Curcumin has been shown to mop-up free radicals
Curcumin has been shown to be as effective as non-steroidal anti-inflammatories, without the side effects.
Scientific Evidence and Rationale for the Development of Curcumin and Resveratrol as Nutraceutricals for Joint Health; This paper critically reviews the recent literature and outlines the potential prophylactic properties of plant-derived phytochemicals such as curcumin and resveratrol for targeting NF-κB signaling and inflammation in OA to determine whether these phytochemicals can be used as functional foods
A Randomized, Pilot Study to Assess the Efficacy and Safety of Curcumin in Patients with Active Rheumatoid Arthritis; Our study provides the first evidence for the safety and superiority of curcumin treatment in patients with active RA, and highlights the need for future large-scale trials to validate these findings in patients with RA and other arthritic conditions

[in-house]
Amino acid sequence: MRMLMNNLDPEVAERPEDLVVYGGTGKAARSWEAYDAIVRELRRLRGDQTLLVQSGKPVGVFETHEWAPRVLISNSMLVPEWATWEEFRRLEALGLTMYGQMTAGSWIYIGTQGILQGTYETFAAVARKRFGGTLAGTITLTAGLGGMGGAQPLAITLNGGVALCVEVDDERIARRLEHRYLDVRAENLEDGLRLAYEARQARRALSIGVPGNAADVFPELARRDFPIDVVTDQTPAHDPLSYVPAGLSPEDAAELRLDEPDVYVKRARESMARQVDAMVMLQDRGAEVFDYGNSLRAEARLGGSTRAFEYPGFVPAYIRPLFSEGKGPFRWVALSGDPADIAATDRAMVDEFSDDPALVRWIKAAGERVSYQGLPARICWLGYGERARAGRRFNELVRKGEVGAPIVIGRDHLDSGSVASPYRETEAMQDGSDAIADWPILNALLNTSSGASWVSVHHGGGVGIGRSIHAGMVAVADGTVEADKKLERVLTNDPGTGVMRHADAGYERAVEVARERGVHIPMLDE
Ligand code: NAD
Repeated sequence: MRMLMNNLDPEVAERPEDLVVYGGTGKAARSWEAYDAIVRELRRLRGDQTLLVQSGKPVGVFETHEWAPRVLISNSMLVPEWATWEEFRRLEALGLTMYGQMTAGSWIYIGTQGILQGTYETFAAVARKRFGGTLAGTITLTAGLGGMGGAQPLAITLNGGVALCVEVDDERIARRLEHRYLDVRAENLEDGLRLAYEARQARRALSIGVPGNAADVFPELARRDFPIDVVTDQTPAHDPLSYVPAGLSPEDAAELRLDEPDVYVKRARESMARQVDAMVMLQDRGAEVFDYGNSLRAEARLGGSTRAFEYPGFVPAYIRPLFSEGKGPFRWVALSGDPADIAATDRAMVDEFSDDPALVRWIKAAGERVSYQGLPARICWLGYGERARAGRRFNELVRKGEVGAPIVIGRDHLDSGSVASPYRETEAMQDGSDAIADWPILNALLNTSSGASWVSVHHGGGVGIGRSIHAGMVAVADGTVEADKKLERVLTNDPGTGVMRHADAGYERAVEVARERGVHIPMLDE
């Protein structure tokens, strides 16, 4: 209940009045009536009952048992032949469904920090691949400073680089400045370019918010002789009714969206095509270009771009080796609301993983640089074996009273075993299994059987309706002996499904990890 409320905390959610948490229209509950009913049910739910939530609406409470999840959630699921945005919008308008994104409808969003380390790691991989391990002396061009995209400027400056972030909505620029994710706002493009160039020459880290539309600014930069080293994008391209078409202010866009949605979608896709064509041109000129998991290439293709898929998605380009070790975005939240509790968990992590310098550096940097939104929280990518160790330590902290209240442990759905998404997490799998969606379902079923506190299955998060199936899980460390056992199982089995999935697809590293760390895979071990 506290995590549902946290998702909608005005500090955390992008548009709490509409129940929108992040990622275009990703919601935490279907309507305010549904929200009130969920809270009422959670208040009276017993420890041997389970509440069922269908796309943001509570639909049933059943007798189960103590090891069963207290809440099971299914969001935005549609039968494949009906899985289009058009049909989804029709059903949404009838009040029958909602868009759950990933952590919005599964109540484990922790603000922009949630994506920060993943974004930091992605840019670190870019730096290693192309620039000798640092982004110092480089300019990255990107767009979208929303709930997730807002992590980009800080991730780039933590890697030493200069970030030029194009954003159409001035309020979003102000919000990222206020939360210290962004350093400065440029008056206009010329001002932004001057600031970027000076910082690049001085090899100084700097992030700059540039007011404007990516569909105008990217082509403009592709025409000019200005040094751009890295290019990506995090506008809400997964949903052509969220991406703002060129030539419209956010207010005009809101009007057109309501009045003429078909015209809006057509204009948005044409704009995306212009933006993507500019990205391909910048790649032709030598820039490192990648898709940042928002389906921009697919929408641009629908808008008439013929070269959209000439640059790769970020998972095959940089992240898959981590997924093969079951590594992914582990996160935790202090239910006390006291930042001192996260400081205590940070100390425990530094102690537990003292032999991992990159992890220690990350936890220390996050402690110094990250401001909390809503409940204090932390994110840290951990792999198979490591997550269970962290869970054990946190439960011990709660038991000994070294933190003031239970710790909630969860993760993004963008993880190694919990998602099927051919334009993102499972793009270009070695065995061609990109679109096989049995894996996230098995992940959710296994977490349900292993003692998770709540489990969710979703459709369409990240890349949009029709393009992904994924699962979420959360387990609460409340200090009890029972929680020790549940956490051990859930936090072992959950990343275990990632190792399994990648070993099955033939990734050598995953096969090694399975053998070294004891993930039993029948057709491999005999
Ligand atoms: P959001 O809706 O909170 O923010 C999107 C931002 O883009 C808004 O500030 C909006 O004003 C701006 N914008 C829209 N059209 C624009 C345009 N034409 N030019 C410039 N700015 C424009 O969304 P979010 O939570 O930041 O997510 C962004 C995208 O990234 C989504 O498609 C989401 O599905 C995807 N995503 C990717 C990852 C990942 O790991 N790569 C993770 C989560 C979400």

NF-kB and its relevance to arthritis and inflammation; The importance of NF-kappaB in inflammation is undisputed and inhibition of the pathway is widely believed to have great potential as a therapeutic target in RA.
This is the broadest and deepest area for clinical research globally. Strong evidence has emerged for curcumin as an agent that can significantly enhance the effectiveness of chemotherapy, whilst providing radio-protective benefits
Curcumin Inhibits Prostate Cancer Metastasis in vivo by Targeting the Inflammatory Cytokines CXCL1 and -2; In conclusion, chronic inflammation can induce a metastasis prone phenotype in prostate cancer cells by maintaining a positive pro-inflammatory and pro-metastatic feed-back loop between NFκB and CXCL1/-2. Curcumin disrupts this feed-back loop by the inhibition of NFκB signalling leading to reduced metastasis formation in vivo.